I decided to profile the Elemental demo starting on frame 2 to frame 1000 just to skip all the loading of data for the first frame. That meant that for the first ~3.6 seconds of the demo starting nothing would be profiled, then the profiler would be enabled at the start of the second frame and it would be stopped at the end of frame 1000. Given that this was a scripted demo it allowed me to make sure that any optimization I did actually improved performance. The profiling showed this:

ToLower-Opt-Slow

For now just ignore FBox::TransformBy() since I will talk about it in another post. After that the top hotspot was TChar<wchar_t>::ToLower(). Since the Unreal Engine 4 EULA allows me I will share this small piece of code.

template &lt;&gt; inline
TChar&lt;WIDECHAR&gt;::CharType TChar&lt;WIDECHAR&gt;::ToLower(CharType c)
{
	// compiler generates incorrect code if we try to use TEXT('char') instead of the numeric values directly
	// some special cases
	switch (WIDECHAR(c))
	{
		// these are not 32 apart
	case 159: return 255; // diaeresis y
	case 140: return 156; // digraph ae

		// characters within the 192 - 255 range which have no uppercase/lowercase equivalents
	case 240:
	case 208:
	case 223:
	case 247:
		return c;
	}

	if ((c &gt;= 192 &amp;&amp; c &lt; 223) || (c &gt;= LITERAL(CharType, 'A') &amp;&amp; c &lt;= LITERAL(CharType, 'Z')))
	{
		return c + UPPER_LOWER_DIFF;
	}

	// no lowercase equivalent
	return c;
}

This converts a wide char from upper case to lower case. If you take that piece of code on its own most people wouldn’t think of it as being a top hotspot. Unfortunately programmers in general don’t seem to think about the implications in performance of their string handling code. In particular the code in Unreal Engine 4 used too many branches. That would be hard for the branch predictor to predict given the random nature of the input. There were two things to be done here, the most obvious one was to reduce the number of calls to the function, but the other one was to actually optimize the function by reducing the number of branches. I will go on to how I reduced the number of calls in another post so let’s focus on optimizing the actual function.

The code makes it pretty explicit what is the valid input is, and what just returns the input char. Since the range of valid input is small it really lends itself to using a look-up table. The look-up table would have to be as big as the valid input to only have to branch to make sure that the input char fits within the valid range. The first thing was to create the look-up table which was really easy.

static const size_t ConversionMapSize = 256U;
static const uint8 ConversionMap[ConversionMapSize] =
{
	0x00, 0x01, 0x02, 0x03, 0x04, 0x05, 0x06, 0x07, 0x08, 0x09, 0x0A, 0x0B, 0x0C, 0x0D, 0x0E, 0x0F,
	0x10, 0x11, 0x12, 0x13, 0x14, 0x15, 0x16, 0x17, 0x18, 0x19, 0x1A, 0x1B, 0x1C, 0x1D, 0x1E, 0x1F,
	0x20, 0x21, 0x22, 0x23, 0x24, 0x25, 0x26, 0x27, 0x28, 0x29, 0x2A, 0x2B, 0x2C, 0x2D, 0x2E, 0x2F,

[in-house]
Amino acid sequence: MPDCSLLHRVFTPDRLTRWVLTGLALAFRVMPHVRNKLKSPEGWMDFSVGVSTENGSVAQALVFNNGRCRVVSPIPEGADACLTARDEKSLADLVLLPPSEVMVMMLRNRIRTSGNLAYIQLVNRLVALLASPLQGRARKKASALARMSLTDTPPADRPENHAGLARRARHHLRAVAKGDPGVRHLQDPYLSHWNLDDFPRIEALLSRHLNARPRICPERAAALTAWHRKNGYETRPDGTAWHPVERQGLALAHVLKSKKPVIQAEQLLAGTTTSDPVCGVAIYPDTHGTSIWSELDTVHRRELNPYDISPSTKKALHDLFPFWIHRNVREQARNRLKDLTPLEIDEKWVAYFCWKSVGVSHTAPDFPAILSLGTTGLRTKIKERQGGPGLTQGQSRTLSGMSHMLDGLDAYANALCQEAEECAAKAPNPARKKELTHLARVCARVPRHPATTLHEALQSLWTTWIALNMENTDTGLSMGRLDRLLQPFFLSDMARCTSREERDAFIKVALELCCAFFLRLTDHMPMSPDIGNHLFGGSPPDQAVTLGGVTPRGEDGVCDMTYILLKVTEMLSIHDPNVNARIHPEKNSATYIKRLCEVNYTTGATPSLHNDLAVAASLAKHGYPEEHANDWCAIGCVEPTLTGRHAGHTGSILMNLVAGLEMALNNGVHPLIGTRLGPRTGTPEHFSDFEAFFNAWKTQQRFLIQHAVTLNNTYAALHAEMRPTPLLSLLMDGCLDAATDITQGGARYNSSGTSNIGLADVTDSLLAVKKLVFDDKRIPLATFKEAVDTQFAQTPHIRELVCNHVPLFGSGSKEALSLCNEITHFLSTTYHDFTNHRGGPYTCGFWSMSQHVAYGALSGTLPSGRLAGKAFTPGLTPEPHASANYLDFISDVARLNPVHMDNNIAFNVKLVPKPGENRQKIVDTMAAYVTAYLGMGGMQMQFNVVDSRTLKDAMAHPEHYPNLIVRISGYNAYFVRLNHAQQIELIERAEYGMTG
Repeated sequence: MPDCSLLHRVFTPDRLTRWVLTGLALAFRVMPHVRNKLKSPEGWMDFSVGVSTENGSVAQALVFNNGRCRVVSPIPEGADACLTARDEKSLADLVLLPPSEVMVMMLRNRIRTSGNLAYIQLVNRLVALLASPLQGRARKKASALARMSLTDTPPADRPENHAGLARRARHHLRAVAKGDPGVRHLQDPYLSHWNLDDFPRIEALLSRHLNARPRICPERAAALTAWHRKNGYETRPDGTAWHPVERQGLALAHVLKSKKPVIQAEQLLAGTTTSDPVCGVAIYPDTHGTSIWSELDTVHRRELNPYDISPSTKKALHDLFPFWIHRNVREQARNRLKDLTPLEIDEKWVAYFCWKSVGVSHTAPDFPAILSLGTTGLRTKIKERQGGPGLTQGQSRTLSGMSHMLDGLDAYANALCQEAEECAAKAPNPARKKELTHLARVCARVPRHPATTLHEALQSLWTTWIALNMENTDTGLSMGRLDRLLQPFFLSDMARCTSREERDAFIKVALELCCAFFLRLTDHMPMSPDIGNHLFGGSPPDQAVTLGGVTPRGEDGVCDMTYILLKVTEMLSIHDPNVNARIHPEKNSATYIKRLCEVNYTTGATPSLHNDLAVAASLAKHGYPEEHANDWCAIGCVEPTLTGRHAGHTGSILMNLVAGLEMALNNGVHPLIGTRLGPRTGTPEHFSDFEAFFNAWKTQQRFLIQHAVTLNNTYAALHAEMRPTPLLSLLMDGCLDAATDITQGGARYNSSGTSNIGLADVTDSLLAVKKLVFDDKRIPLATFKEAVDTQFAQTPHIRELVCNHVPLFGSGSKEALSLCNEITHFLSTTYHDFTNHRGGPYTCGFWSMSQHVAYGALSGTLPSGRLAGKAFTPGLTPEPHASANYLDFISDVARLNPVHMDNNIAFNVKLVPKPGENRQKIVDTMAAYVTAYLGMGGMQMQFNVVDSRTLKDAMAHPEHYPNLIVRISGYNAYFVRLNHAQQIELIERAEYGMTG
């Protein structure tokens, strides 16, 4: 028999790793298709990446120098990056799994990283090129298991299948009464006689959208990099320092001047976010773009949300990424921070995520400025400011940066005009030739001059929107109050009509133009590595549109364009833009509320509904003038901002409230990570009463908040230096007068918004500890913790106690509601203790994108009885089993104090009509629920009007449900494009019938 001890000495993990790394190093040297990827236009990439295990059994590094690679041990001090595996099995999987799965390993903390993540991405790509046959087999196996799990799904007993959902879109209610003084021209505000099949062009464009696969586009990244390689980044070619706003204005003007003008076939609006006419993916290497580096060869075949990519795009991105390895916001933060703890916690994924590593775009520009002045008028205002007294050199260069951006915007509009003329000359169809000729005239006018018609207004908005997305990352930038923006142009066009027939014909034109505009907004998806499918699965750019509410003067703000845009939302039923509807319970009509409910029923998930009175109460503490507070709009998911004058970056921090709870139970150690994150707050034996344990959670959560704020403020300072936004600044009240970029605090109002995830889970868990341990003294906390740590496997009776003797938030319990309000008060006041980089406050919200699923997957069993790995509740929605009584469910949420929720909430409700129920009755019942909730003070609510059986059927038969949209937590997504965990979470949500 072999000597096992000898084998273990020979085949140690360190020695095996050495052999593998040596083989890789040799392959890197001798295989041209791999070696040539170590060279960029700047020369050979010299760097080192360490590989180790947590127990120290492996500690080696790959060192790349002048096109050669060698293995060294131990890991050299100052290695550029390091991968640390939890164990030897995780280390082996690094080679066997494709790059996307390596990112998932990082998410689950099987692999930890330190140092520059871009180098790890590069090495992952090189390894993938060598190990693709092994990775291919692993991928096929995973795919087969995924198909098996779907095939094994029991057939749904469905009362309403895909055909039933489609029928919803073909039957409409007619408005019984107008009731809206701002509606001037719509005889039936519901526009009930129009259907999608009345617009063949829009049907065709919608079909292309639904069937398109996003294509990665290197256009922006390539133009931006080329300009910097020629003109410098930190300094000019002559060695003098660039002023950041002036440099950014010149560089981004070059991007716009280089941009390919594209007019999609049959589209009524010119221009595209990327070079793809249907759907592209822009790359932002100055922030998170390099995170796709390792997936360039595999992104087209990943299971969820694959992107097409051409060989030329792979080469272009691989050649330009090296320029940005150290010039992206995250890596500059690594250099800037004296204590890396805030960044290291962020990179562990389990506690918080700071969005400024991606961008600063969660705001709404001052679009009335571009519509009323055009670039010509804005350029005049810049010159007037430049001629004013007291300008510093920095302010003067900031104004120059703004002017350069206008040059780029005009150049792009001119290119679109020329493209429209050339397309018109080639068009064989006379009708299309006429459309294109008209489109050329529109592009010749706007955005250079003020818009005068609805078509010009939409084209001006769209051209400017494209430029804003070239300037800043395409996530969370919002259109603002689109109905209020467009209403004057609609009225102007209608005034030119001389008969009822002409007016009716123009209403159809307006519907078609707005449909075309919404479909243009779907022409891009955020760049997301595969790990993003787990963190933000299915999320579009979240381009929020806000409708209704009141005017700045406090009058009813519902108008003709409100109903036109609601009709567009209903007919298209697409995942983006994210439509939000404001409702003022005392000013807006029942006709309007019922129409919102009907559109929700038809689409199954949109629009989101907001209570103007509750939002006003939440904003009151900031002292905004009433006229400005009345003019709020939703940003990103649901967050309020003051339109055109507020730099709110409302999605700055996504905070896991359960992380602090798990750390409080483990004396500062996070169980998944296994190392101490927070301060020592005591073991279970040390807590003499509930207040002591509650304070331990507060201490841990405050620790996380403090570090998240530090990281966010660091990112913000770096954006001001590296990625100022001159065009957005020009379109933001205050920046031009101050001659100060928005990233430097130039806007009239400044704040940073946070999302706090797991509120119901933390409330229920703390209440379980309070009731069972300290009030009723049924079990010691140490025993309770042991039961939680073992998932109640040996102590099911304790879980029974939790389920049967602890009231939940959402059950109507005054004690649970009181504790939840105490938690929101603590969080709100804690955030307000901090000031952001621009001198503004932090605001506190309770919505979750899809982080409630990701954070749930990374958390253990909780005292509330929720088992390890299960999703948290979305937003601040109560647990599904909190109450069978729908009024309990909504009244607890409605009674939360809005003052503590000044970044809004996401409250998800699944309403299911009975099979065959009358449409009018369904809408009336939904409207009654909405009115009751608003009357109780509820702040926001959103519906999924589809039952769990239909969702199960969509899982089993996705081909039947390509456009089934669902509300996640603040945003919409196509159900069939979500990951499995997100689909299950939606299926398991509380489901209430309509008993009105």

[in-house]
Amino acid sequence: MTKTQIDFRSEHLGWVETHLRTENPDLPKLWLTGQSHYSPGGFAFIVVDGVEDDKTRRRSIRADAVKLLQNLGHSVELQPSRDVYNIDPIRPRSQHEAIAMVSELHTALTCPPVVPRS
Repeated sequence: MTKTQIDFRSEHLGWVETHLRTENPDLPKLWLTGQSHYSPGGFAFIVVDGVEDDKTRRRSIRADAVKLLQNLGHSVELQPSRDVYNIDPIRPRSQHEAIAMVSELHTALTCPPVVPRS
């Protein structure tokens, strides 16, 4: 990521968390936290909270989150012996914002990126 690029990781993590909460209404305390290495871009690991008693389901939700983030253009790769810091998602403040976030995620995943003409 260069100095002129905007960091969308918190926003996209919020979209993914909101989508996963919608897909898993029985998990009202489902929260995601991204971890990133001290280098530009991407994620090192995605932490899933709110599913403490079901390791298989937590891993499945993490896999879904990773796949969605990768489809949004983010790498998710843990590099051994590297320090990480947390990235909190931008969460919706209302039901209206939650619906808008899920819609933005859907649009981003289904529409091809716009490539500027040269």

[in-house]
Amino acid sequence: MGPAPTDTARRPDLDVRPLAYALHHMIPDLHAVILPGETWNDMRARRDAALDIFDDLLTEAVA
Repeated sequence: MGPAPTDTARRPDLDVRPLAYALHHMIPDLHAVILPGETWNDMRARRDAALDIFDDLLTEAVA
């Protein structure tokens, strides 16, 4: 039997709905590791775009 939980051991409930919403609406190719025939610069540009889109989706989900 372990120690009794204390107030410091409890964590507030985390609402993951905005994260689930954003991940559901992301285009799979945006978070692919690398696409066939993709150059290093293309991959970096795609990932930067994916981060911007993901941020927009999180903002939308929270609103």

0x30, 0x31, 0x32, 0x33, 0x34, 0x35, 0x36, 0x37, 0x38, 0x39, 0x3A, 0x3B, 0x3C, 0x3D, 0x3E, 0x3F,
	0x40, 'a', 'b', 'c', 'd', 'e', 'f', 'g', 'h', 'i', 'j', 'k', 'l', 'm', 'n', 'o',
	'p', 'q', 'r', 's', 't', 'u', 'v', 'w', 'x', 'y', 'z', 0x5B, 0x5C, 0x5D, 0x5E, 0x5F,
	0x60, 0x61, 0x62, 0x63, 0x64, 0x65, 0x66, 0x67, 0x68, 0x69, 0x6A, 0x6B, 0x6C, 0x6D, 0x6E, 0x6F,
	0x70, 0x71, 0x72, 0x73, 0x74, 0x75, 0x76, 0x77, 0x78, 0x79, 0x7A, 0x7B, 0x7C, 0x7D, 0x7E, 0x7F,
	0x80, 0x81, 0x82, 0x83, 0x84, 0x85, 0x86, 0x87, 0x88, 0x89, 0x8A, 0x8B, 0x9C, 0x8D, 0x8E, 0x8F,
	0x90, 0x91, 0x92, 0x93, 0x94, 0x95, 0x96, 0x97, 0x98, 0x99, 0x9A, 0x9B, 0x9C, 0x9D, 0x9E, 0xFF,
	0xA0, 0xA1, 0xA2, 0xA3, 0xA4, 0xA5, 0xA6, 0xA7, 0xA8, 0xA9, 0xAA, 0xAB, 0xAC, 0xAD, 0xAE, 0xAF,
	0xB0, 0xB1, 0xB2, 0xB3, 0xB4, 0xB5, 0xB6, 0xB7, 0xB8, 0xB9, 0xBA, 0xBB, 0xBC, 0xBD, 0xBE, 0xBF,
	0xE0, 0xE1, 0xE2, 0xE3, 0xE4, 0xE5, 0xE6, 0xE7, 0xE8, 0xE9, 0xEA, 0xEB, 0xEC, 0xED, 0xEE, 0xEF,
	0xF0, 0xF1, 0xF2, 0xF3, 0xF4, 0xF5, 0xF6, 0xF7, 0xF8, 0xF9, 0xFA, 0xFB, 0xFC, 0xFD, 0xFE, 0xDF,
	0xE0, 0xE1, 0xE2, 0xE3, 0xE4, 0xE5, 0xE6, 0xE7, 0xE8, 0xE9, 0xEA, 0xEB, 0xEC, 0xED, 0xEE, 0xEF,
	0xF0, 0xF1, 0xF2, 0xF3, 0xF4, 0xF5, 0xF6, 0xF7, 0xF8, 0xF9, 0xFA, 0xFB, 0xFC, 0xFD, 0xFE, 0xFF
};

This table is just 256 bytes long which are 4 cache-lines for the relevant platforms for Unreal Engine 4. This shouldn’t be a concern at all since the use case for this is for converting full strings char by char. The first time we would get a cache miss to get the table but it would be a cache-hit for the rest of the chars.

Since we got the look-up table we can now index it with the input char as long as the input char is within the range covered by the table. For anything outside of that range we would just return the source input char.

template &lt;&gt; inline 
TChar&lt;WIDECHAR&gt;::CharType TChar&lt;WIDECHAR&gt;::ToLower( CharType c )
{
	return (c &lt; static_cast&lt;CharType&gt;(ConversionMapSize)) ? static_cast&lt;CharType&gt;(ConversionMap[c]) : c;
}

Now we have a single branch. Time to profile the optimization. Since I got everything automated I ran the exact same process that captured the same number of frames and this was the performance difference in the function:

ToLower-Opt-Fast

Without much effort I decreased the CPU time in the function by ~41%. This is a big difference that show how performance can be dominated by branches. It also shows how critical it is to profile before optimizing. I’m pretty sure most programmers would have thought that the performance would have been dominated by work of some complex subsystem (such as animation) rather than the more mundane like dealing with chars.

The basic lesson here is that you should profile before doing any optimization work, don’t assume that the most complex subsystems are always the bottleneck. Even more important is to be aware of your target platform and write code in a way that it’s good to it.